Twist Ties: Easy Overnight Curls for (Single) Lazy Girls

Sometimes it takes fresh eyes to highlight an old technique. Eleven-year-old E showed me the best, lazy-girl's way to curl my hair. Here, I've demonstrated on L, E's little sister.
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Sometimes it takes fresh eyes to highlight an old technique. Eleven-year-old E showed me the best, lazy-girl's way to curl my hair. Here, I've demonstrated on L, E's little sister.
pretty waves from overnight twist ties

pretty waves from overnight twist ties

Know how sometimes you need new eyes to see something in a fresh way? I use 11-year-old eyes belonging to E. (That's her seven-year-old sister, L, above.)

E and I have been bonding over her high level of interest in practicing complex braided hairstyles and my high level of interest in letting her braid my hair a few times per visit (1: how very one-sided of me, and 2: real reason I'm reluctant to cut my hair short again). This past weekend, she wanted to try this new curling trick she'd learned. I'd seen the results Friday night on L, whose fine, thin hair was unusually all-a-bounce with corkscrew curls along the lower third of her hair, and wondered how E had managed to wield a hot curling iron on a fidgety seven-year-old without incident. But I'm brave. I was willing to let her try. Except it wasn't what I thought.

Remember how straight-haired women got curls before someone invented rollers? Waaaay before someone invented curling irons and bendy sticks? Women rolled their hair in scraps of fabric or paper, twisted them up and tied them in place before bed. Turns out E had used dry baby wipes to wind, wrap and tie L's hair before bed. So on Saturday night, re-using four of the (very strong yet soft) wipes she'd used on her sis the day before, E divided my hair into four large sections and wrapped my hair, rolling and tying them about a third of the way up.

twist ties in hair before bed

decidedly un-glam twist ties before bed

E then showed me her technique on L, so that I could try my hand at it (her Friday curls were all gone; she'd washed her hair Saturday morning). But instead of wrapping just the lower part of the hair, I divided her hair into eight, and twisted each all the way to the tip before winding it around the wipe (okay, one was a used Bounce sheet) and tying it in place at the base. I then wondered aloud whether L would be able to sleep with big knots all over her head. "I don't care, I want curls," she said, firmly. (This girl will suffer for curls.)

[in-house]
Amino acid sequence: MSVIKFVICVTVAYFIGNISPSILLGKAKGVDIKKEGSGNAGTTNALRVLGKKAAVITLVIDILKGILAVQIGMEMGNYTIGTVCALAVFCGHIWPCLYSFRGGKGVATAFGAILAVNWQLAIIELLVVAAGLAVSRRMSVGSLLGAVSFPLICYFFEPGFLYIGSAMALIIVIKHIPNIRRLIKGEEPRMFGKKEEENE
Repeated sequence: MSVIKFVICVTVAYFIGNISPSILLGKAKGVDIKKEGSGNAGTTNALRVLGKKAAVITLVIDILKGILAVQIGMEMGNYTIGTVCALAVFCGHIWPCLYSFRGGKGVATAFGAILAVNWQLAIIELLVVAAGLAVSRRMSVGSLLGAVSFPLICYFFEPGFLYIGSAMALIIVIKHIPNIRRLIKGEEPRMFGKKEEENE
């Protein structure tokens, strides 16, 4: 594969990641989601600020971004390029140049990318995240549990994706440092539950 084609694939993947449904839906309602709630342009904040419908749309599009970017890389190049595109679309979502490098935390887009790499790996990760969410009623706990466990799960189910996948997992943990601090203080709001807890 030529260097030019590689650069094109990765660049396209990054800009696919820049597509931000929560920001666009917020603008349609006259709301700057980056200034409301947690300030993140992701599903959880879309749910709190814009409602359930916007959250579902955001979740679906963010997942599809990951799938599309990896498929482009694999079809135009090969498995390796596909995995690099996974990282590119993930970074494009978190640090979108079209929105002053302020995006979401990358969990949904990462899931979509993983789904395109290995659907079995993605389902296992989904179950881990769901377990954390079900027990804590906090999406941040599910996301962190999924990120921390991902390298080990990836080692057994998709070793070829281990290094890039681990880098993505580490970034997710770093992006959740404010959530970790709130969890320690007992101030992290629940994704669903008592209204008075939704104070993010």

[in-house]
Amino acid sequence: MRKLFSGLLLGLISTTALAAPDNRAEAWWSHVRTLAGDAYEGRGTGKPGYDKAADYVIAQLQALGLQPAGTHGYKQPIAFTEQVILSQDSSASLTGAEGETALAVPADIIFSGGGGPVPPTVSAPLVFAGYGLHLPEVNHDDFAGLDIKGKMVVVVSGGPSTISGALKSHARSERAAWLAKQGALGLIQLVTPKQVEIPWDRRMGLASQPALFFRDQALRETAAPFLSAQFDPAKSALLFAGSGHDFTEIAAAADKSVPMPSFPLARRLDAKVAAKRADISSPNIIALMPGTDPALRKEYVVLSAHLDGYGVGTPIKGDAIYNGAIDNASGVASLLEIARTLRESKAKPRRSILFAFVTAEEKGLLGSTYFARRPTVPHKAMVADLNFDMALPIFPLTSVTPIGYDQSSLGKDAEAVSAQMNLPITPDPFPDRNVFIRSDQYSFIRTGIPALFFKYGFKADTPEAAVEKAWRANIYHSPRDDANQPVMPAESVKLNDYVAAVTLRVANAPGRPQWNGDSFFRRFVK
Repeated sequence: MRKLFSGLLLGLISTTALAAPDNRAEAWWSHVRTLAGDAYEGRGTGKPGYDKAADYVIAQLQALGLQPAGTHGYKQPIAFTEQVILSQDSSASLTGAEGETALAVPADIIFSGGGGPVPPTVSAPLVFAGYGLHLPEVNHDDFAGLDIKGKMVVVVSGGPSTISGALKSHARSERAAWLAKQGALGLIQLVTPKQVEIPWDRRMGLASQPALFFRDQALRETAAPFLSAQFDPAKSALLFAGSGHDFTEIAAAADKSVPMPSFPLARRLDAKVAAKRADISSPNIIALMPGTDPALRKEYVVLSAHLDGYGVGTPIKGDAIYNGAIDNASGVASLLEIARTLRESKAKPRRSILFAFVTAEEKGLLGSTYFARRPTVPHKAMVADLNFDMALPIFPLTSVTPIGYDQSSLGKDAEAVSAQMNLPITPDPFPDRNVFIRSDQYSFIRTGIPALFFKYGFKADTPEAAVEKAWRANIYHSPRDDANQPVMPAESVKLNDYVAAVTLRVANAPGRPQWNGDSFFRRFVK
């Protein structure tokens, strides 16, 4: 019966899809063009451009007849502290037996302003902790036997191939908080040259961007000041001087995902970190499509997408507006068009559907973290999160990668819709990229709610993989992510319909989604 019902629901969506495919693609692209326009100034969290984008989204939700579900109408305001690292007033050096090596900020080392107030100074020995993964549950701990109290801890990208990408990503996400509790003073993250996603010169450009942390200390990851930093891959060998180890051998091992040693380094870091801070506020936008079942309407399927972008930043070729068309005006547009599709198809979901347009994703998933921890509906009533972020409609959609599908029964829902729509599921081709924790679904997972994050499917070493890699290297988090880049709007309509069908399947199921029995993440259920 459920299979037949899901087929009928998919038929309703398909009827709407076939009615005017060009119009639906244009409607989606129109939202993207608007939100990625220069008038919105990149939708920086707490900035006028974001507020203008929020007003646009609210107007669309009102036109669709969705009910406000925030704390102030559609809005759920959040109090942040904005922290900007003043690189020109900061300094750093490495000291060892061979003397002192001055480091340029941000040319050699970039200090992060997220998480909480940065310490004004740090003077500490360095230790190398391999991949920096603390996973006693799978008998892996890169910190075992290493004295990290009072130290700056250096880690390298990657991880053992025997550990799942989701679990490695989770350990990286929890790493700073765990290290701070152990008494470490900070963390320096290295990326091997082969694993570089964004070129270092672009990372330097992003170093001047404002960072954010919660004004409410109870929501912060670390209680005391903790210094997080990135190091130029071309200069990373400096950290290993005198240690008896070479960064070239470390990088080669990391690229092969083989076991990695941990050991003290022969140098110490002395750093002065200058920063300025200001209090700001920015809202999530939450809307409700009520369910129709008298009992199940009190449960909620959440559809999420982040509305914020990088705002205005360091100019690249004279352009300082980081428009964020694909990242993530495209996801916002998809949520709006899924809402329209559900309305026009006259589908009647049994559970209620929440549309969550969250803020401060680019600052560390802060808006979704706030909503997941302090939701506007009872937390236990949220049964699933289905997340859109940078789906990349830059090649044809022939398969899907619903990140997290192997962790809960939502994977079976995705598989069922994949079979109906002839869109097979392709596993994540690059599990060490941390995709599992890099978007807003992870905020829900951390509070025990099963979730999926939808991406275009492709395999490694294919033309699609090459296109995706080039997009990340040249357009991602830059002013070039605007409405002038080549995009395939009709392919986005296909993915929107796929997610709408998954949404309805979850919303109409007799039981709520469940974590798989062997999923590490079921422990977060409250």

happy waves and curls

happy waves and curls

And this was the result on Sunday morning via Instagram, after I loosened L's curls up with my fingers. She added the jaunty little hat clip ("I wore it for French day at school," she told me); the flower with its big crystal centre is one of E's crafty faux-flower pens.

the night before and the morning after

the night before and the morning after

What a great, low-tech way to get stay-all-day waves and curls. A brilliant use of dried-out baby or makeup wipes (some folks use paper towels or TP, or strips of fabric), it works on dry hair (spritz with setting lotion or hairspray if need be) and takes just minutes to do before bed. I say it's a technique for single girls without nighttime company (not a sexy look) who just want to finger-comb their hair out in the morning and go. And a bright-eyed 11-year-old showed me how to do it.

Have you ever tried this route to waves and curls? Would you?

Apologies for the dim and blurry photos. I'd left my Fujifilm at home, so had to use my cel camera instead. Plus with this little monkey, ya gotta snap fast. (I'm dying over how insanely adorable she is in her polka-dot pjs and glasses, watching High School Musical 2 so alertly while all those curl-wipes stand up in the air.)